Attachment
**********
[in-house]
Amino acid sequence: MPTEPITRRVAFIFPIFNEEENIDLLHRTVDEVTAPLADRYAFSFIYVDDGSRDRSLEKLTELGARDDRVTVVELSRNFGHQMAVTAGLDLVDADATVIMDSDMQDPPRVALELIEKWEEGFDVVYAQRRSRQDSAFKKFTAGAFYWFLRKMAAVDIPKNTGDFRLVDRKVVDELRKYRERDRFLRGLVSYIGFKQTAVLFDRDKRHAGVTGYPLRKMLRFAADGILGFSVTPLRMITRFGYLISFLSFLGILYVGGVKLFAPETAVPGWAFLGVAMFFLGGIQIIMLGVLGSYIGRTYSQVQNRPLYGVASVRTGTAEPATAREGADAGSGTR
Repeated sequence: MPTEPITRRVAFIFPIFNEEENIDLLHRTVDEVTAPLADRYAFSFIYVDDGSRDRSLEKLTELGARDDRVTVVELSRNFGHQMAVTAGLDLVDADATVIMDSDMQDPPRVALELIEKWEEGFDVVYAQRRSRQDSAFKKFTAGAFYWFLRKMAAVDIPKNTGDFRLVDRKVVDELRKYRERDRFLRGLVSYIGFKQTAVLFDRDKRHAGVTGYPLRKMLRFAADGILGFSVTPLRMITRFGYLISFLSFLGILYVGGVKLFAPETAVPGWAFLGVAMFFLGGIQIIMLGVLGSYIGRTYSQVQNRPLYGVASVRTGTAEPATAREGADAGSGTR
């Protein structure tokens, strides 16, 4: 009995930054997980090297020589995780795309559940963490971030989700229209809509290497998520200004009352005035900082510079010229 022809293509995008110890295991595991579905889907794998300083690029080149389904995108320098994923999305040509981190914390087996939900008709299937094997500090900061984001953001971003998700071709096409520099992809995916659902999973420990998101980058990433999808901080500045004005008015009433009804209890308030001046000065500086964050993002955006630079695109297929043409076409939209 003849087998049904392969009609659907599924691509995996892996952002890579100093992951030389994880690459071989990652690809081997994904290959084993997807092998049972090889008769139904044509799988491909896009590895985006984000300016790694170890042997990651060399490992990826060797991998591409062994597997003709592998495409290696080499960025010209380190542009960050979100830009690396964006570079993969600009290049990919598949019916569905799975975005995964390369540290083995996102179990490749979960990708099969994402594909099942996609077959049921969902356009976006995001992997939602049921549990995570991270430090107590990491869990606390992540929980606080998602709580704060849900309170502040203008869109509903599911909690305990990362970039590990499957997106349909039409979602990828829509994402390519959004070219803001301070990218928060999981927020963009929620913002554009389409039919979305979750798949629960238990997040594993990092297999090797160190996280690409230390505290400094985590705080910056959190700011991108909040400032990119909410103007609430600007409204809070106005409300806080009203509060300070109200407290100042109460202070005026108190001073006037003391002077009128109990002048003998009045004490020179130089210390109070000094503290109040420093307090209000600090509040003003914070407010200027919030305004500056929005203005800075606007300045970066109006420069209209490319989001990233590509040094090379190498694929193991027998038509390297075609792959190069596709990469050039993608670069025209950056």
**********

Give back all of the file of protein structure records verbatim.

[in-house]
Amino acid sequence: MPTEPITRRVAFIFPIFNEEENIDLLHRTVDEVTAPLADRYAFSFIYVDDGSRDRSLEKLTELGARDDRVTVVELSRNFGHQMAVTAGLDLVDADATVIMDSDMQDPPRVALELIEKWEEGFDVVYAQRRSRQDSAFKKFTAGAFYWFLRKMAAVDIPKNTGDFRLVDRKVVDELRKYRERDRFLRGLVSYIGFKQTAVLFDRDKRHAGVTGYPLRKMLRFAADGILGFSVTPLRMITRFGYLISFLSFLGILYVGGVKLFAPETAVPGWAFLGVAMFFLGGIQIIMLGVLGSYIGRTYSQVQNRPLYGVASVRTGTAEPATAREGADAGSGTR
Repeated sequence: MPTEPITRRVAFIFPIFNEEENIDLLHRTVDEVTAPLADRYAFSFIYVDDGSRDRSLEKLTELGARDDRVTVVELSRNFGHQMAVTAGLDLVDADATVIMDSDMQDPPRVALELIEKWEEGFDVVYAQRRSRQDSAFKKFTAGAFYWFLRKMAAVDIPKNTGDFRLVDRKVVDELRKYRERDRFLRGLVSYIGFKQTAVLFDRDKRHAGVTGYPLRKMLRFAADGILGFSVTPLRMITRFGYLISFLSFLGILYVGGVKLFAPETAVPGWAFLGVAMFFLGGIQIIMLGVLGSYIGRTYSQVQNRPLYGVASVRTGTAEPATAREGADAGSGTR
């Protein structure tokens, strides 16, 4: 009995930054997980090297020589995780795309559940963490971030989700229209809509290497998520200004009352005035900082510079010229 022809293509995008110890295991595991579905889907794998300083690029080149389904995108320098994923999305040509981190914390087996939900008709299937094997500090900061984001953001971003998700071709096409520099992809995916659902999973420990998101980058990433999808901080500045004005008015009433009804209890308030001046000065500086964050993002955006630079695109297929043409076409939209 003849087998049904392969009609659907599924691509995996892996952002890579100093992951030389994880690459071989990652690809081997994904290959084993997807092998049972090889008769139904044509799988491909896009590895985006984000300016790694170890042997990651060399490992990826060797991998591409062994597997003709592998495409290696080499960025010209380190542009960050979100830009690396964006570079993969600009290049990919598949019916569905799975975005995964390369540290083995996102179990490749979960990708099969994402594909099942996609077959049921969902356009976006995001992997939602049921549990995570991270430090107590990491869990606390992540929980606080998602709580704060849900309170502040203008869109509903599911909690305990990362970039590990499957997106349909039409979602990828829509994402390519959004070219803001301070990218928060999981927020963009929620913002554009389409039919979305979750798949629960238990997040594993990092297999090797160190996280690409230390505290400094985590705080910056959190700011991108909040400032990119909410103007609430600007409204809070106005409300806080009203509060300070109200407290100042109460202070005026108190001073006037003391002077009128109990002048003998009045004490020179130089210390109070000094503290109040420093307090209000600090509040003003914070407010200027919030305004500056929005203005800075606007300045970066109006420069209209490319989001990233590509040094090379190498694929193991027998038509390297075609792959190069596709990469050039993608670069025209950056």